Craft Activities for Young Learners - The rationale
May 15, 2018 Classroom Materials 303 Views
Craft activities are great fun in the classroom and are especially effective young learners. Activities can take more time to prepare in advance, and can turn out to be messy, but they also create meaningful learning opportunities and help make language seem more real. Below are some of the advantages of doing craft in the EFL classroom as well as some top tips for carrying them out.
Advantages of craft activities
Craft encourages children’s creativity and allows them to express themselves and their own designs. As with all creative tasks, this works best when children are given a clear template or outline of what they will do and all they need to do is personalize small parts for themselves.
Young learners especially tend to be kinaesthetic. They interact with the world by touching and exploring, which make the objects more real for them. Craft activities tap into this natural inquisitiveness by getting them to work with things they can interact with. Conversely because kinaesthetic tasks appeal to them, children tend to be more motivated by, and interested in, craft activities.
Many games and activities in the EFL classroom can seem a little artificial. Games are specifically designed to provide practice in the target language and don’t necessarily reflect how children use language in the real world. Craft activities reflect what children of this age do in their everyday lives. Any language used in this context will be much more authentic and replicate how children use language generally. The language used also tends to be more purposeful as it is being used to complete a task with a tangible goal.
Craft activities often involve working together to achieve a goal and help develop a number of important social skills. Students learn to share, take turns, interact with each other, make decisions together, amongst other things. For classes who do not interact well with each other, craft represents a chance for the students to get to know each other and ‘bond’ over a fun activity.
Top tips for setting up craft activities
Craft activities tend to be more involved and require more preparation and setting up than other types of activities. Below are some tips on how to effectively integrate craft into your lessons.
Make time for it
Craft activities tend to take a lot longer than other activities. This can be an advantage as it is one of the times when it is possible to do much longer tasks with very young learners. Consider carefully how long it is going to take and make sure you have enough time to complete it. Remember that every aspect of the task will take time, so factor this in. Even taking things out and putting them away takes time. Don’t plan for the craft activity to be the last thing in the lesson. Craft activities are difficult to end early so make sure to do them earlier in the lesson otherwise you might be running up against the clock.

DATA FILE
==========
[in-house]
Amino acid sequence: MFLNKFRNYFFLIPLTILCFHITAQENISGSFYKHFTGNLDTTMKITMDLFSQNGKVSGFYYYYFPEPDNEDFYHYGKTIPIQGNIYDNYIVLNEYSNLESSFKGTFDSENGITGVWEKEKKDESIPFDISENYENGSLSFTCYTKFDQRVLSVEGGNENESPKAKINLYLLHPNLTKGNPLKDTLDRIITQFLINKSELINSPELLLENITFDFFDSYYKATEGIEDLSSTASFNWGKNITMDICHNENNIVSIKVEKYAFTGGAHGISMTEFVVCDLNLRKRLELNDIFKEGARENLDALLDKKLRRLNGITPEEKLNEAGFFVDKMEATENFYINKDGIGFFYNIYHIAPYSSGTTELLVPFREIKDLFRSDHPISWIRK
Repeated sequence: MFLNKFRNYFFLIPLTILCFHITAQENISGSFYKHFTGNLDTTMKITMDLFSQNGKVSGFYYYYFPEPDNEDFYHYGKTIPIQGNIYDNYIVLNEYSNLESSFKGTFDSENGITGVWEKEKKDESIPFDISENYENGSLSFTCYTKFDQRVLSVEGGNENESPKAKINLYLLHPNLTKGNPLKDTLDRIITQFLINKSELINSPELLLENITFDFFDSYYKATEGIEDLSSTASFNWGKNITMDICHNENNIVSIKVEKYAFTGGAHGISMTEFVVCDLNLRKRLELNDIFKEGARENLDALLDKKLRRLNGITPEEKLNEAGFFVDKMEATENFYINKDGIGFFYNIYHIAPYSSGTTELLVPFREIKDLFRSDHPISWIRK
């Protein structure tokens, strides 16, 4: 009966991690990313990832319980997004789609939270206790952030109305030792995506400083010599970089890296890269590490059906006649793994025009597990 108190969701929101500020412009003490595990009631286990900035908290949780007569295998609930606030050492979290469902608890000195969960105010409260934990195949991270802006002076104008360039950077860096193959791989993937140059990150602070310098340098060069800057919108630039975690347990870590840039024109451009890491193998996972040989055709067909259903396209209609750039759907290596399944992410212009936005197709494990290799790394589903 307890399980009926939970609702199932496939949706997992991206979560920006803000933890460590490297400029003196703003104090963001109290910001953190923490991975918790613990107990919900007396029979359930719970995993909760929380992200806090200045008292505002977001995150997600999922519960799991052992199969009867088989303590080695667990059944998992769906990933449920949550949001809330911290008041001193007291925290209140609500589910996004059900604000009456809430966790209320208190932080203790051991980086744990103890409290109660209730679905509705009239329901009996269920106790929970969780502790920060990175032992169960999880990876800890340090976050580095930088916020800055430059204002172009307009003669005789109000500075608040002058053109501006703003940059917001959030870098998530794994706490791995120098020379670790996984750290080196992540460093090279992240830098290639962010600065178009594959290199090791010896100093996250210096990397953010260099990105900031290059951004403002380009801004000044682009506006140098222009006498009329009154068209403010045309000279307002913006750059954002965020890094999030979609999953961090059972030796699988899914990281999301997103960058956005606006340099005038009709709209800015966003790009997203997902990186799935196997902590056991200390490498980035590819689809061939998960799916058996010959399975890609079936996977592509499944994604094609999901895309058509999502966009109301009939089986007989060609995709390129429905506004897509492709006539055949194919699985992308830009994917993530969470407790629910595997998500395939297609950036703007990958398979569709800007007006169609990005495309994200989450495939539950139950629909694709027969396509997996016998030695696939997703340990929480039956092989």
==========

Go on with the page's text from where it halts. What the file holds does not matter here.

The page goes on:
Don’t let one student work quickly and get too far ahead. Break the task down into a series of shorter stages. Stop at the end of each stage and allow for all the students to catch up. It’s easier to keep one student occupied for a short period of time rather than them finishing five minutes before everyone else.
Make the most of it
Build in activities before the craft activity, practicing the necessary language you will need. Also do follow up activities based on what you have done.
Show it off
Children love to show off what they have created to adults. Don’t put what they have created in the student’s bag, let them carry what they have created out of the classroom to show to their parents as they leave. If possible use what they have made during the exit drill.
Ideally the children would create everything in the activity, from start to finish. Due to time restraints however, this is not always possible. Plan in advance what parts of the task you want the students to do and then prepare everything else beforehand. Often if there is a lot of cutting out or drawing it can be more efficient for you to do this before the lesson and then just get the students to finish it off during the class.